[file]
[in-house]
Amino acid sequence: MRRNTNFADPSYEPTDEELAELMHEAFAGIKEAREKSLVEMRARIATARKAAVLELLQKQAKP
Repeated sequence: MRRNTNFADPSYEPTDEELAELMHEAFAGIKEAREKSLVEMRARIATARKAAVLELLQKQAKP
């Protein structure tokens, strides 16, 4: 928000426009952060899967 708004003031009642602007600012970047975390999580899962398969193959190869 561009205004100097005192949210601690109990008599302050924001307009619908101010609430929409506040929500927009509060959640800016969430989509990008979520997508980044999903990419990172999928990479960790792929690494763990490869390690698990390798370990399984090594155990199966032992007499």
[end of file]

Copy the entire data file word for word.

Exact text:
[in-house]
Amino acid sequence: MRRNTNFADPSYEPTDEELAELMHEAFAGIKEAREKSLVEMRARIATARKAAVLELLQKQAKP
Repeated sequence: MRRNTNFADPSYEPTDEELAELMHEAFAGIKEAREKSLVEMRARIATARKAAVLELLQKQAKP
């Protein structure tokens, strides 16, 4: 928000426009952060899967 708004003031009642602007600012970047975390999580899962398969193959190869 561009205004100097005192949210601690109990008599302050924001307009619908101010609430929409506040929500927009509060959640800016969430989509990008979520997508980044999903990419990172999928990479960790792929690494763990490869390690698990390798370990399984090594155990199966032992007499």